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Brazilian Journal of Microbiology

versão impressa ISSN 1517-8382

Braz. J. Microbiol. vol.42 no.2 São Paulo abr./jun. 2011

http://dx.doi.org/10.1590/S1517-83822011000200035 

FOOD MICROBIOLOGY

 

Arcobacter butzleri: first isolation report from chicken carcasses in costa rica

 

 

Maria Laura AriasI, *; Adriana CidI; Heriberto FernandézII

IFaculty of Microbiology. Universidad de Costa Rica. San José. Costa Rica
IIInstitute of Clinical Microbiology. Universidad Austral de Chile. Valdivia. Chile

 

 


ABSTRACT

Arcobacter butzleri isolation from chicken carcasses in Costa Rica is reported for the first time. The isolated strains (P and R) were presumptively identified by their phenotypic characteristics. Definitive identification was made using a multiplex PCR assay for the simultaneous detection and identification of Arcobacter butzleri, Arcobacter cryaerophilus and Arcobacter skirrowii.
These first isolations indicate the necessity of further investigation about the prevalence, distribution, ecology and interactions with human beings of this and other Arcobacter species.

Key words: Arcobacter butzleri, chicken carcasses, isolation, epidemiology


 

 

The genus Arcobacter, belongs to the family Campylobacteraceae, class Proteobacteria, subclass Gracillicutes and comprises polar flagellates, spirally, curved, Gram negative rods formerly known as aerotolerant Campylobacter-like organisms (4).

The first isolates were obtained by Ellis et al. (5) from aborted bovine fetuses. Further studies related these microorganisms with mastitis and abortion in the bovine, ovine, equine and porcine species (4, 15).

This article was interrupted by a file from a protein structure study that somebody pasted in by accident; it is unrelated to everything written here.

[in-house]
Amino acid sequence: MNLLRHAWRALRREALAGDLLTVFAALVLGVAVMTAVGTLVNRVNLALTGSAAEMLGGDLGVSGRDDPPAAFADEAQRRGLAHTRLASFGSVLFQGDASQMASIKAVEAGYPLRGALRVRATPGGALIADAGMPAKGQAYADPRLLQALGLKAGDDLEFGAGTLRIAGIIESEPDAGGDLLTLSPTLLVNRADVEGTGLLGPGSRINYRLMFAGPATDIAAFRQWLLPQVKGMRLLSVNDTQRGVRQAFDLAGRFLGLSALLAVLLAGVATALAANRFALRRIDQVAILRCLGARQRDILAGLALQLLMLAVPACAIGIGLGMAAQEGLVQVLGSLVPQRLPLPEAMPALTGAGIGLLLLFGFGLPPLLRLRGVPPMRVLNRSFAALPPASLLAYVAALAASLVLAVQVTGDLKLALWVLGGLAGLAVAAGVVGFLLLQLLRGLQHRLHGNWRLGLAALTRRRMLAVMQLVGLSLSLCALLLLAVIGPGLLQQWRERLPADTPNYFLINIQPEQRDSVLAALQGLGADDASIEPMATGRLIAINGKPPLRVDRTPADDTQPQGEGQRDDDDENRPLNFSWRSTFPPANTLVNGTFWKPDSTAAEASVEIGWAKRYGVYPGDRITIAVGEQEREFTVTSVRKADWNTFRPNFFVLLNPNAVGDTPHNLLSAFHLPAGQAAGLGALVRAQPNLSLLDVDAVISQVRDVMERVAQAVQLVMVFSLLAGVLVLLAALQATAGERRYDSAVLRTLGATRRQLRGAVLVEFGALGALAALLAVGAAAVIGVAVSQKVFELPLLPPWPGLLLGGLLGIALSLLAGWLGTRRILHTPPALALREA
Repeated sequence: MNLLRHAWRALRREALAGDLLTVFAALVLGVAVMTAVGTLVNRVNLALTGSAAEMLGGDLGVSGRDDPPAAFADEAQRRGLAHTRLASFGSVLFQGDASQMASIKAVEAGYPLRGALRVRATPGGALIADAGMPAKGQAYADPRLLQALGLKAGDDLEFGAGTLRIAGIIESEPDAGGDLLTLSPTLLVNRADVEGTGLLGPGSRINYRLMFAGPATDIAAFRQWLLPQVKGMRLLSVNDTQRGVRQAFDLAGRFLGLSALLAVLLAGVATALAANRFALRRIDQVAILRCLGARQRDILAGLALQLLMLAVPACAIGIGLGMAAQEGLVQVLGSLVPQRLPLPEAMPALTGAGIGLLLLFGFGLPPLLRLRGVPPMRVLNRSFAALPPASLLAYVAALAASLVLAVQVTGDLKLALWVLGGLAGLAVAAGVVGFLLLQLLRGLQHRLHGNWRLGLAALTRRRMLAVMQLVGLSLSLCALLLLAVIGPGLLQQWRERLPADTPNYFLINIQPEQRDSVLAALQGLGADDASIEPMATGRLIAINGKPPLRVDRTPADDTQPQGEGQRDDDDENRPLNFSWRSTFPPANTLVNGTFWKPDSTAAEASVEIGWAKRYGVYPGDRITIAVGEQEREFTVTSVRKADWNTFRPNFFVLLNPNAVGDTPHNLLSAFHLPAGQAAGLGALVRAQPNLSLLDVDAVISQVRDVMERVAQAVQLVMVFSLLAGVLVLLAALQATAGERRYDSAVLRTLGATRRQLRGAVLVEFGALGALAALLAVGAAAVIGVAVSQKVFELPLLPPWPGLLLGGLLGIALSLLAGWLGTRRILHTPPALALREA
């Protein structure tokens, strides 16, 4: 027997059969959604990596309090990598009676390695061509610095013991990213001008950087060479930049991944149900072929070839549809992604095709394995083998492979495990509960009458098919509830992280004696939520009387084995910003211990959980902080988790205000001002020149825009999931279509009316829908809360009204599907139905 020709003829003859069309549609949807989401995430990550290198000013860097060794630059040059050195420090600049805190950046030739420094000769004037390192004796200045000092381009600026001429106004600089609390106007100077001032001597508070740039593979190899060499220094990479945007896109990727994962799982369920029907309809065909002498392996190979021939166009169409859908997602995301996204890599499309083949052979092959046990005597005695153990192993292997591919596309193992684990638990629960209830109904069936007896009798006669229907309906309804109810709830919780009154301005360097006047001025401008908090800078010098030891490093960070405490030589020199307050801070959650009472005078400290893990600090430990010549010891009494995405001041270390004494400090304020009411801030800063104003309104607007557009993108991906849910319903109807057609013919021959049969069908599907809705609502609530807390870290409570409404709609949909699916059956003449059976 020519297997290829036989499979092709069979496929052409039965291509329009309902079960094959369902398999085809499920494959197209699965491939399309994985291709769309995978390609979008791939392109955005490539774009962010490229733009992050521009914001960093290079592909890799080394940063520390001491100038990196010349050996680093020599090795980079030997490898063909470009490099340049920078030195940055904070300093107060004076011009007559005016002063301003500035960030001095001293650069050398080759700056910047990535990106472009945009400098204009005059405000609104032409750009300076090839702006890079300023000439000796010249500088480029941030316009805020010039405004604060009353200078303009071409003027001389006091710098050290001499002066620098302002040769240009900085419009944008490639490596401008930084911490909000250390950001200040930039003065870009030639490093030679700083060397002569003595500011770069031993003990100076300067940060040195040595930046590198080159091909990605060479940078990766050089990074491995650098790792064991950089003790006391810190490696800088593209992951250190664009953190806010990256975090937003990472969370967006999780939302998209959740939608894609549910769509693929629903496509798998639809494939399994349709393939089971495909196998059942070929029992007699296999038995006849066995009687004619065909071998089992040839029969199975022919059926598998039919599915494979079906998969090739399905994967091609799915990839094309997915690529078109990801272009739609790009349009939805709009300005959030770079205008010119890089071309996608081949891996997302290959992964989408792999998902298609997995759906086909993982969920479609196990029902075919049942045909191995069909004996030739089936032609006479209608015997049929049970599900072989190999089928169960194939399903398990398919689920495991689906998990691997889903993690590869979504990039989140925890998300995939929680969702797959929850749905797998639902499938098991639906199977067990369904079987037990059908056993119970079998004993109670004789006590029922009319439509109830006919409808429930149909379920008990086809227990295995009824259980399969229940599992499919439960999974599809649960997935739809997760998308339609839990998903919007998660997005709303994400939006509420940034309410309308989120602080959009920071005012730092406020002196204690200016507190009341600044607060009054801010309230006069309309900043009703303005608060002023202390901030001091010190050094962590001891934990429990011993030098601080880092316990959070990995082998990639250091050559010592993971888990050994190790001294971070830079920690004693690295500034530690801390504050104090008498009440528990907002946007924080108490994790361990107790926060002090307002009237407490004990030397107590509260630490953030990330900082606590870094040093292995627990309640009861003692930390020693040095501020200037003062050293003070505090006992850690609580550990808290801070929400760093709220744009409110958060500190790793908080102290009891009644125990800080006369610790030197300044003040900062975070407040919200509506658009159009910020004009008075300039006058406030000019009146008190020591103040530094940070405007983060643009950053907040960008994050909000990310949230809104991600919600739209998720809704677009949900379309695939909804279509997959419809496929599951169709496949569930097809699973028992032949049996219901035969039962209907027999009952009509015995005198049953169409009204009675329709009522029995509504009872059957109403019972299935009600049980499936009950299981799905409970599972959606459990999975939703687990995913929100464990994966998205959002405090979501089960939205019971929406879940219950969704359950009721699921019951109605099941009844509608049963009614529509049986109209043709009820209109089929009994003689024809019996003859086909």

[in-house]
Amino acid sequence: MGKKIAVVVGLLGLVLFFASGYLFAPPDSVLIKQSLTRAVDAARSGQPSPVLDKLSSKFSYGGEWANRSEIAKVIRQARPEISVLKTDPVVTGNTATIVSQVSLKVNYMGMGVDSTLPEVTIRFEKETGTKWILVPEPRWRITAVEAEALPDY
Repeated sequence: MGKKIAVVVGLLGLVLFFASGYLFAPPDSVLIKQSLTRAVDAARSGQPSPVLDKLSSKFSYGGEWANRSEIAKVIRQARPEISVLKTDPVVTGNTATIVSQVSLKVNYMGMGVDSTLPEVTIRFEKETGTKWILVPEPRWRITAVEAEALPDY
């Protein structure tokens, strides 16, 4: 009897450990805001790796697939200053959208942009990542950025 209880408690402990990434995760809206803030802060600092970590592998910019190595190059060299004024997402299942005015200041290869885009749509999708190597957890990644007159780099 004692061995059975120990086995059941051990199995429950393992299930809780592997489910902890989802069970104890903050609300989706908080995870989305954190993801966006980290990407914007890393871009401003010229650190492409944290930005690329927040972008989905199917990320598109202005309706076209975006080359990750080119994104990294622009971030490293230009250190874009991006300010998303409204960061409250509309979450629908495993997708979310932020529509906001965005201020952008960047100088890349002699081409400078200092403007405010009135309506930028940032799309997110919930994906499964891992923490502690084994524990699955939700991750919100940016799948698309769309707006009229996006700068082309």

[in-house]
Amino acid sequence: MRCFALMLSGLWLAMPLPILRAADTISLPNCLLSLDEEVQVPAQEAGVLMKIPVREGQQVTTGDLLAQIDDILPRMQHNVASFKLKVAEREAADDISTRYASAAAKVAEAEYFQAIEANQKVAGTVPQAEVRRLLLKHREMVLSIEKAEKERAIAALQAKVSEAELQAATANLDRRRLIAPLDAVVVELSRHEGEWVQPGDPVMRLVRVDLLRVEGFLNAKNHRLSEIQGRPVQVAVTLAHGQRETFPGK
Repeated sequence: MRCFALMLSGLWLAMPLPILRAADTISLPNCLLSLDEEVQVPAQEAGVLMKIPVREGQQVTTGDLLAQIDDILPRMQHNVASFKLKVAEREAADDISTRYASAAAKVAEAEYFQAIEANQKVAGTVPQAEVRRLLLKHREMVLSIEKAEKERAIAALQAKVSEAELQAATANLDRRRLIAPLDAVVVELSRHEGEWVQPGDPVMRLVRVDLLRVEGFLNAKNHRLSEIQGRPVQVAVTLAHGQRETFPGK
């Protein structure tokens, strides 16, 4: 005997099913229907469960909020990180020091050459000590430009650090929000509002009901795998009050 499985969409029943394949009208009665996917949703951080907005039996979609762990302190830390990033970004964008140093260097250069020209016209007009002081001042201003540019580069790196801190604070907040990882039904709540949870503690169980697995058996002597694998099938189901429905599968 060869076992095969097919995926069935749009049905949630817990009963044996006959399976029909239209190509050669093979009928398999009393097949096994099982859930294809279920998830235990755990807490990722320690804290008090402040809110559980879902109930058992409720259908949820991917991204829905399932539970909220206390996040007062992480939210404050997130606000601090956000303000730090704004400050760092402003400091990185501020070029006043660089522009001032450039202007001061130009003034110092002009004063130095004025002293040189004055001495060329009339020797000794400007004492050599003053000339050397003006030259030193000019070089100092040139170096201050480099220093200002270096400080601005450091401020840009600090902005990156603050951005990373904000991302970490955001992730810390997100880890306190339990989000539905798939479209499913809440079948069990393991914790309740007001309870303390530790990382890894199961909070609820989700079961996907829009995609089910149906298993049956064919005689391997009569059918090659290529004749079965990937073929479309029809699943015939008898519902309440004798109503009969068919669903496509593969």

Currently, the genus Arcobacter comprises the following species: A. cryaerophilus, A. butzleri, A. skirrowii, A. nitrofrigilis, A. cibarius, A. halophilus, A. mytili, A. thereius, A. marinus and the "Candidatus A. sulfidicus" (1, 9, 13). At present, A. butzleri is considered the most common species of the genus being considered as a zoonotic and emerging foodborne pathogen that could be associated with bacteremia and human diarrheic illness. It has been also isolated from food of animal origin, especially from poultry, carcasses and offal, milk, mussels, as well as from water bodies, sewage and fecal samples of different animal species (6, 7, 12, 17, 19).

In Latin America little information about Arcobacter species is available, being isolated in Chile (6, 7), Argentina (8), Brazil (3) and Mexico (18). In order to provide additional information about the occurrence of A. butzleri in different parts of the world, we report here the first isolation of this zoonotic and emerging foodborne pathogen from chicken carcasses in Costa Rica.